If Elizabeth Bennet had the washing of her own petticoats, Sarah often thought, she’d most likely be a sight more careful with them.
In this irresistibly imagined belowstairs answer to Pride and Prejudice,the servants take center stage. Sarah, the orphaned housemaid, spends her days scrubbing the laundry, polishing the floors, and emptying the chamber pots for the Bennet household. But there is just as much romance, heartbreak, and intrigue downstairs at Longbourn as there is upstairs. When a mysterious new footman arrives, the orderly realm of the servants’ hall threatens to be completely, perhaps irrevocably, upended.
Jo Baker dares to take us beyond the drawing rooms of Jane Austen’s classic—into the often overlooked domain of the stern housekeeper and the starry-eyed kitchen maid, into the gritty daily particulars faced by the lower classes in Regency England during the Napoleonic Wars—and, in doing so, creates a vivid, fascinating, fully realized world that is wholly her own.
This book has been touted as a “Pride and Prejudice meets Downton Abbey” book. Initially, that’s what drew me to the book. I’m a huge Jane Austen fan, and have read several related books, (although I refuse to read anything that mixes Elizabeth Bennet and zombies). This one is the story of the staff at Longbourn which parallels the story of Pride & Prejudice. The book’s style is nothing like Austen’s. It’s much more raw and less proper then the original. The story of the Bennets is largely in the background, so if you are looking for extra tidbits or insight into the original story, this is not the place to look. However, on it’s own it’s a nice story centered around two of the servants — Sarah & James. The added “comfort” of the familiar story of the Bennet sisters always right at the background makes it feel like it’s already a good friend.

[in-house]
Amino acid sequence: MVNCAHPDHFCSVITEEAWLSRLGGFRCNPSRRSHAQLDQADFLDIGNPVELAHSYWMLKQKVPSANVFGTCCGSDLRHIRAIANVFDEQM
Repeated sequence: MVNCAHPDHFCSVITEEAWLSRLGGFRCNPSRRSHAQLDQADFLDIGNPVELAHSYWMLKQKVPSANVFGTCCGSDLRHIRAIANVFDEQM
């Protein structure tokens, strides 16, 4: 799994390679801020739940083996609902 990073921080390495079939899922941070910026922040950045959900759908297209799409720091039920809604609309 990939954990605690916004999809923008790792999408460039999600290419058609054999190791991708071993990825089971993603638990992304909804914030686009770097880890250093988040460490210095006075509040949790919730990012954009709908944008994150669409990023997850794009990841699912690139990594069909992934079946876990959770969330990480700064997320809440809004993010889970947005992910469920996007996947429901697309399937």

Would I recommend this to a fellow book lover? Absolutely
Would I recommend this to teens/children? Not so much. It deals with topics such as illegitimate children and hints at some adult themes such as homosexuality.
4 of 5 stars.